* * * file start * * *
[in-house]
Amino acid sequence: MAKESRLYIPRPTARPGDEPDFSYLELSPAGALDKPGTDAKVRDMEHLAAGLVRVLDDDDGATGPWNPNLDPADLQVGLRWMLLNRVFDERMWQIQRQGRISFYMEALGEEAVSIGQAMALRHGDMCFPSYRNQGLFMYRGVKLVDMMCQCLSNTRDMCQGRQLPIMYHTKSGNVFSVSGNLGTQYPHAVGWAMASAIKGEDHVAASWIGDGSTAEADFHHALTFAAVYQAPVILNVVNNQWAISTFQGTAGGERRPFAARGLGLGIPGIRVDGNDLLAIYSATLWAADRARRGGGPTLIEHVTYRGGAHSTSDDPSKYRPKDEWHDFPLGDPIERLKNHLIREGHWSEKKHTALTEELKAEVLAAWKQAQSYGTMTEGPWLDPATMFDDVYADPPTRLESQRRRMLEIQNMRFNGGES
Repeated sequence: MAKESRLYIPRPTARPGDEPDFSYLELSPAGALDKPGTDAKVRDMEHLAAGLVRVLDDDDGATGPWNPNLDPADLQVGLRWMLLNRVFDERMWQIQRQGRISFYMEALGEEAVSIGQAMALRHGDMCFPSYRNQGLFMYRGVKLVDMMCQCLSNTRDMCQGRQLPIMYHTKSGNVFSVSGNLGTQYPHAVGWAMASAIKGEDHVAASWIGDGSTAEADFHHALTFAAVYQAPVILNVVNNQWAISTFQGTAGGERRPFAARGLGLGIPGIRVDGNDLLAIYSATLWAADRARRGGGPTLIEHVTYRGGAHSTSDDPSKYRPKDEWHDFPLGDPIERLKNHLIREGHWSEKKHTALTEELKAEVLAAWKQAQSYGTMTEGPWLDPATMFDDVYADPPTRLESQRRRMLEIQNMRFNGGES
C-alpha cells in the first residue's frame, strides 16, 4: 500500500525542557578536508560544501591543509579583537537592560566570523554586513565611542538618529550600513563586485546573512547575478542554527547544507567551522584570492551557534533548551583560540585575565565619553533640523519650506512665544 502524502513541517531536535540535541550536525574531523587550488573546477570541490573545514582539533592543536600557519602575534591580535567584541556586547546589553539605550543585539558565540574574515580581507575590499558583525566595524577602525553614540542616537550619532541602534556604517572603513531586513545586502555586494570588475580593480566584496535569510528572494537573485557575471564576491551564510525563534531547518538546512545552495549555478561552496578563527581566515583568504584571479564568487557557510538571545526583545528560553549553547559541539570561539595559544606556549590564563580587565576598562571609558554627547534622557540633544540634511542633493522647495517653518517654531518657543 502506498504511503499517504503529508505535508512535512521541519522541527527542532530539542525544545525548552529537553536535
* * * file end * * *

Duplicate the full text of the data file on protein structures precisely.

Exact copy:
[in-house]
Amino acid sequence: MAKESRLYIPRPTARPGDEPDFSYLELSPAGALDKPGTDAKVRDMEHLAAGLVRVLDDDDGATGPWNPNLDPADLQVGLRWMLLNRVFDERMWQIQRQGRISFYMEALGEEAVSIGQAMALRHGDMCFPSYRNQGLFMYRGVKLVDMMCQCLSNTRDMCQGRQLPIMYHTKSGNVFSVSGNLGTQYPHAVGWAMASAIKGEDHVAASWIGDGSTAEADFHHALTFAAVYQAPVILNVVNNQWAISTFQGTAGGERRPFAARGLGLGIPGIRVDGNDLLAIYSATLWAADRARRGGGPTLIEHVTYRGGAHSTSDDPSKYRPKDEWHDFPLGDPIERLKNHLIREGHWSEKKHTALTEELKAEVLAAWKQAQSYGTMTEGPWLDPATMFDDVYADPPTRLESQRRRMLEIQNMRFNGGES
Repeated sequence: MAKESRLYIPRPTARPGDEPDFSYLELSPAGALDKPGTDAKVRDMEHLAAGLVRVLDDDDGATGPWNPNLDPADLQVGLRWMLLNRVFDERMWQIQRQGRISFYMEALGEEAVSIGQAMALRHGDMCFPSYRNQGLFMYRGVKLVDMMCQCLSNTRDMCQGRQLPIMYHTKSGNVFSVSGNLGTQYPHAVGWAMASAIKGEDHVAASWIGDGSTAEADFHHALTFAAVYQAPVILNVVNNQWAISTFQGTAGGERRPFAARGLGLGIPGIRVDGNDLLAIYSATLWAADRARRGGGPTLIEHVTYRGGAHSTSDDPSKYRPKDEWHDFPLGDPIERLKNHLIREGHWSEKKHTALTEELKAEVLAAWKQAQSYGTMTEGPWLDPATMFDDVYADPPTRLESQRRRMLEIQNMRFNGGES
C-alpha cells in the first residue's frame, strides 16, 4: 500500500525542557578536508560544501591543509579583537537592560566570523554586513565611542538618529550600513563586485546573512547575478542554527547544507567551522584570492551557534533548551583560540585575565565619553533640523519650506512665544 502524502513541517531536535540535541550536525574531523587550488573546477570541490573545514582539533592543536600557519602575534591580535567584541556586547546589553539605550543585539558565540574574515580581507575590499558583525566595524577602525553614540542616537550619532541602534556604517572603513531586513545586502555586494570588475580593480566584496535569510528572494537573485557575471564576491551564510525563534531547518538546512545552495549555478561552496578563527581566515583568504584571479564568487557557510538571545526583545528560553549553547559541539570561539595559544606556549590564563580587565576598562571609558554627547534622557540633544540634511542633493522647495517653518517654531518657543 502506498504511503499517504503529508505535508512535512521541519522541527527542532530539542525544545525548552529537553536535